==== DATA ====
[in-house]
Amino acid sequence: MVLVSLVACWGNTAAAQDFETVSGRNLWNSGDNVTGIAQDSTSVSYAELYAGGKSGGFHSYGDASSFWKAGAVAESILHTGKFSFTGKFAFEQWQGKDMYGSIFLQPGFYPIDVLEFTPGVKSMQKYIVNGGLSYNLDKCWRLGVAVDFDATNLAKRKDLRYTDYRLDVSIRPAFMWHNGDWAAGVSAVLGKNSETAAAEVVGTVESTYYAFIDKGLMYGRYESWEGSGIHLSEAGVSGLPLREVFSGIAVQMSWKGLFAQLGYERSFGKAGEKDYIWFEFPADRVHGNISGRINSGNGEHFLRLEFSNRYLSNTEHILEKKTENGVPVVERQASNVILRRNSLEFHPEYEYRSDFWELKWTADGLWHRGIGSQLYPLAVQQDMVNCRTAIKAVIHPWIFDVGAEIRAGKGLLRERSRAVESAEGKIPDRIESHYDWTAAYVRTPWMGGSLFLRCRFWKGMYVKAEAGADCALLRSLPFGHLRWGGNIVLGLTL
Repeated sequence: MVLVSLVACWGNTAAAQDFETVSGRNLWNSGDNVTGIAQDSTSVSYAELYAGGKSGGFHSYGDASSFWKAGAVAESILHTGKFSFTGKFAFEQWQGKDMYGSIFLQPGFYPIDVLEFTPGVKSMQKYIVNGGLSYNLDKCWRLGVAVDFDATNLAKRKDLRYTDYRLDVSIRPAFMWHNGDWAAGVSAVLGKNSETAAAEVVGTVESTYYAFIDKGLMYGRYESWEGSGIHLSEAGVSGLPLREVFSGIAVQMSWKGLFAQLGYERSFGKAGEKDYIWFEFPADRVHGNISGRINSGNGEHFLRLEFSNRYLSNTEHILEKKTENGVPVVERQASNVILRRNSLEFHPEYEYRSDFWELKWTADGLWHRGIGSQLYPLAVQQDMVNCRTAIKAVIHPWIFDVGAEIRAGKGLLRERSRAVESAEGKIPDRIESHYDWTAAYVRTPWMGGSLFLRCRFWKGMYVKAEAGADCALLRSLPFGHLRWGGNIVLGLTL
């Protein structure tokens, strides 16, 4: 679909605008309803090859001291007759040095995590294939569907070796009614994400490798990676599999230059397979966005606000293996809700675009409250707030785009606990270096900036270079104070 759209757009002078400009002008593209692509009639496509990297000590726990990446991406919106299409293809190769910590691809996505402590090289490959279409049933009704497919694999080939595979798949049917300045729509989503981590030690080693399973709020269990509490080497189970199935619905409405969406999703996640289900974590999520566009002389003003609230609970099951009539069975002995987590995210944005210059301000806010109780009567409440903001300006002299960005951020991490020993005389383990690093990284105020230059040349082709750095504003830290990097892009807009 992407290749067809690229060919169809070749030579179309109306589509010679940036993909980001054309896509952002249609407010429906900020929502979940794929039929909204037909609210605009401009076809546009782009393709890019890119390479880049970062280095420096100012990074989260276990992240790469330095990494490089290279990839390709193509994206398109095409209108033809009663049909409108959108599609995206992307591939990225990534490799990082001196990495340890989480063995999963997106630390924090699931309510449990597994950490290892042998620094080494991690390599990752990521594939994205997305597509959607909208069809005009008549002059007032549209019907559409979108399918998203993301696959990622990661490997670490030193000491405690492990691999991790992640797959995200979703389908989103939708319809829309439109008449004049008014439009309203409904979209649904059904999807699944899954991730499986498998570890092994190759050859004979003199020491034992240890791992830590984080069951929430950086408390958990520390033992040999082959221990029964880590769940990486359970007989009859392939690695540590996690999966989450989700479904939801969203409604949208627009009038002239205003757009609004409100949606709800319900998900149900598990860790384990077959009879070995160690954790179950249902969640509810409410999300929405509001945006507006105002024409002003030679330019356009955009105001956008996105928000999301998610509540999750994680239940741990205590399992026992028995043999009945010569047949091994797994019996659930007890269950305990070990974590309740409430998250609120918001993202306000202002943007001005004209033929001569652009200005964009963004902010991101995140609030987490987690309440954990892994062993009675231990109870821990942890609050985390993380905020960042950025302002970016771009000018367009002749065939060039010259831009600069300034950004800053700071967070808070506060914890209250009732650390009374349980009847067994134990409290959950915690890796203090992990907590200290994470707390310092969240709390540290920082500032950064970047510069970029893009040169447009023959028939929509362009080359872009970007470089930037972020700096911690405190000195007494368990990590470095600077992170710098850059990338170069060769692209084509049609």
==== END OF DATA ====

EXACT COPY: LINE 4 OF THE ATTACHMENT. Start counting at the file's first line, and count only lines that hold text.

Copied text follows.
């Protein structure tokens, strides 16, 4: 679909605008309803090859001291007759040095995590294939569907070796009614994400490798990676599999230059397979966005606000293996809700675009409250707030785009606990270096900036270079104070 759209757009002078400009002008593209692509009639496509990297000590726990990446991406919106299409293809190769910590691809996505402590090289490959279409049933009704497919694999080939595979798949049917300045729509989503981590030690080693399973709020269990509490080497189970199935619905409405969406999703996640289900974590999520566009002389003003609230609970099951009539069975002995987590995210944005210059301000806010109780009567409440903001300006002299960005951020991490020993005389383990690093990284105020230059040349082709750095504003830290990097892009807009 992407290749067809690229060919169809070749030579179309109306589509010679940036993909980001054309896509952002249609407010429906900020929502979940794929039929909204037909609210605009401009076809546009782009393709890019890119390479880049970062280095420096100012990074989260276990992240790469330095990494490089290279990839390709193509994206398109095409209108033809009663049909409108959108599609995206992307591939990225990534490799990082001196990495340890989480063995999963997106630390924090699931309510449990597994950490290892042998620094080494991690390599990752990521594939994205997305597509959607909208069809005009008549002059007032549209019907559409979108399918998203993301696959990622990661490997670490030193000491405690492990691999991790992640797959995200979703389908989103939708319809829309439109008449004049008014439009309203409904979209649904059904999807699944899954991730499986498998570890092994190759050859004979003199020491034992240890791992830590984080069951929430950086408390958990520390033992040999082959221990029964880590769940990486359970007989009859392939690695540590996690999966989450989700479904939801969203409604949208627009009038002239205003757009609004409100949606709800319900998900149900598990860790384990077959009879070995160690954790179950249902969640509810409410999300929405509001945006507006105002024409002003030679330019356009955009105001956008996105928000999301998610509540999750994680239940741990205590399992026992028995043999009945010569047949091994797994019996659930007890269950305990070990974590309740409430998250609120918001993202306000202002943007001005004209033929001569652009200005964009963004902010991101995140609030987490987690309440954990892994062993009675231990109870821990942890609050985390993380905020960042950025302002970016771009000018367009002749065939060039010259831009600069300034950004800053700071967070808070506060914890209250009732650390009374349980009847067994134990409290959950915690890796203090992990907590200290994470707390310092969240709390540290920082500032950064970047510069970029893009040169447009023959028939929509362009080359872009970007470089930037972020700096911690405190000195007494368990990590470095600077992170710098850059990338170069060769692209084509049609």